Again, you have to actually believe these things. It’s important to find a story that you actually believe, and that can be hard work. It’s as if you’re taking this random sequence of events and trying to mold them into a coherent narrative. I promise you it’s there, but you really have to work at finding it.
Ultimately, the fact that the company is thriving is a testament to the story. The company itself is the proof.
How to Test Your Company Story
In his terrific book Save the Cat, Hollywood screenwriter Blake Snyder shares how he develops new movie ideas: he literally pitches them to anyone who will listen. If he’s standing in line at the coffee shop or having dinner with friends, he’ll say, “Here’s the pitch: a dog and his owner switch bodies…”
Telling your company story will feel weird at first. Anything new feels weird. You have to just keep practicing it, keep improving, keep refining. The story can be fluid. The story can change.
If you work for a large company with a history that predates you, you’ll have to dig into the company archives to find the threads of story that you can pull into the modern day. “We were started by two brothers, we almost lost it all when they sued each other, but they made up and today we’re disrupting the entire market.”
Beginning, middle, end. Surprising twist. Authentic.
A good company story is like a three-act play.
Stories require simplicity. You have to leave a lot of stuff out. Some people feel this isn’t being honest, but it’s really a requirement for telling a good story. As long as you are faithful to the essence of what happened, feel free to switch sequence, blend events, and simplify the storyline.
As you tell (and retell) your story, watch the reactions. You don’t have to tell people you’re testing out your story, you’re just trying to see which parts resonate. You’re trying to get the “beats,” or the bones, of the story fleshed out. Watch for facial reactions. Most importantly, see if people repeat the story.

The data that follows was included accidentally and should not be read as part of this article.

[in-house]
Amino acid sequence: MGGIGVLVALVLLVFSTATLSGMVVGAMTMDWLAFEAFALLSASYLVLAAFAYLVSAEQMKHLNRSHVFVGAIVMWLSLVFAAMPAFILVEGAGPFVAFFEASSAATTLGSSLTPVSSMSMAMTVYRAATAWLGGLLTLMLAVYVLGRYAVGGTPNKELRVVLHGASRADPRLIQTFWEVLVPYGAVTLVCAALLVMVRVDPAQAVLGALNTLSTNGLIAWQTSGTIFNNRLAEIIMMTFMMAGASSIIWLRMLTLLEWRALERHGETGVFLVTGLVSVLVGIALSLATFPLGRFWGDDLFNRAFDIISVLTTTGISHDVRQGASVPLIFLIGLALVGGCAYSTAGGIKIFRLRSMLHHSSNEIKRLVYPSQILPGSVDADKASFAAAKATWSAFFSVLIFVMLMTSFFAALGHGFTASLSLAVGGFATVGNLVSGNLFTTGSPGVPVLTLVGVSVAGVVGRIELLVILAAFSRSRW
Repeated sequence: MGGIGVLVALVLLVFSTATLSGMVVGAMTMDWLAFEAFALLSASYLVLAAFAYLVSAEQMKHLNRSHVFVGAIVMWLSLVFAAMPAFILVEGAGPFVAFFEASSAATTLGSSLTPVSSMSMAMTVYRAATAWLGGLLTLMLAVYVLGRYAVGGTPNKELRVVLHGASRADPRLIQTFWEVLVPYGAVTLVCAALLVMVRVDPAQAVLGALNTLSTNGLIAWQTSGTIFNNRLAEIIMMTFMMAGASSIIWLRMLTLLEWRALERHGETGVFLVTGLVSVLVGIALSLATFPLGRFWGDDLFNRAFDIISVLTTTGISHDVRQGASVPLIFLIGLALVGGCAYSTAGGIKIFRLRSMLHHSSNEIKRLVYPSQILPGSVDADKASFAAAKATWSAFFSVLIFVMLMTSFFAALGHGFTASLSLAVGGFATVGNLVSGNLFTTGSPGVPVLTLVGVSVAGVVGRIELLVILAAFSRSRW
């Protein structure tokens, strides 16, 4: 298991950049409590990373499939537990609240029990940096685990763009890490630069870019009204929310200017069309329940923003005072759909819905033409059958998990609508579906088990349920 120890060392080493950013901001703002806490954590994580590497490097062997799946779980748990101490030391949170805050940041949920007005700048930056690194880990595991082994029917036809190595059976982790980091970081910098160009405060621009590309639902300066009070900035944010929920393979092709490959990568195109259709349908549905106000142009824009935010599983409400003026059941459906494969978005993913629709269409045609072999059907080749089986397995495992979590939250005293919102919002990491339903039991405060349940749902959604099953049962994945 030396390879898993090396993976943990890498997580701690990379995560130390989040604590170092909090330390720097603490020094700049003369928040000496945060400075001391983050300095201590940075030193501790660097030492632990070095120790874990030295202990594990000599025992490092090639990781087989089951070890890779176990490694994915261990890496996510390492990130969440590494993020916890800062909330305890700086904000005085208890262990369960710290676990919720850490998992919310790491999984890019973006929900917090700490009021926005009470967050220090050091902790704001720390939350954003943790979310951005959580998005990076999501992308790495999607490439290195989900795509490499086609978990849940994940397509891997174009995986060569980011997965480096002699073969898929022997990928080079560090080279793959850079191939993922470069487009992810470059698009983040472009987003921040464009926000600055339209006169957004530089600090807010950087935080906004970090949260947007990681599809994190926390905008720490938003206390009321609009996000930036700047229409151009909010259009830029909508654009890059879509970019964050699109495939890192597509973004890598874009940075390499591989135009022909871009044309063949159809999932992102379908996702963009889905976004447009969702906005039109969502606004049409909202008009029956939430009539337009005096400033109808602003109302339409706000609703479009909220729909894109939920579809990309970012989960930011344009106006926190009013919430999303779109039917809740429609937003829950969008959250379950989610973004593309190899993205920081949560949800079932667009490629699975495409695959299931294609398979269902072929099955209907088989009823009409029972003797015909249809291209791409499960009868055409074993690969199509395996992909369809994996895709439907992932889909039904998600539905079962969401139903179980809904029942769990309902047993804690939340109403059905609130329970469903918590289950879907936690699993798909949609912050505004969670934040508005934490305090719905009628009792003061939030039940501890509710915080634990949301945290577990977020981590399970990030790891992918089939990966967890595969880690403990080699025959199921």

Every time you tell the story, you’re making the story stronger. You’re planting your meme in more minds. That makes your company more memorable, and research shows that memorable companies make more money. (Or to put it another way, repetition = revenue.)
It’s common sense that if people like your story, they’ll tell it to other people. And when that happens, you’ve got good old-fashioned Word of Mouth.
Inside this book is cleverly hidden a company story.
Good stories stick.
The Media Shower Story
At Media Shower, we practice what we preach. The Media Shower story is so good that it was published as a book called Blockchain for Everyone. (Elevator version: I bet the company on a new technology called blockchain, lost everything, then gained it all back.)
But you don’t need to stop at a single story. Within your company, there many, many mini-stories – call them “learning moments” – that illustrate how your company solves problems, handles difficulties, or lives out its values.
At Media Shower, you can read some of these stories for free:
- The Credit Card Prank: How we use creativity to innovate.
- The Billion Dollar Blockchain: How we help build our client businesses.
- The Crazy Client: How we turn challenges into growth.
- The Firing and Rehiring: How we drive long-term value for clients.
- The Blockbuster Blockchain Book: How we disrupt old industries.
Each one uses the Company Story Formula: beginning, middle, end. Conflict, a twist, and resolution. And they all really happened.
Keep your eyes open for these stories. Collect them. And when you’re ready, use our free Company Story Worksheet below to communicate your own story better.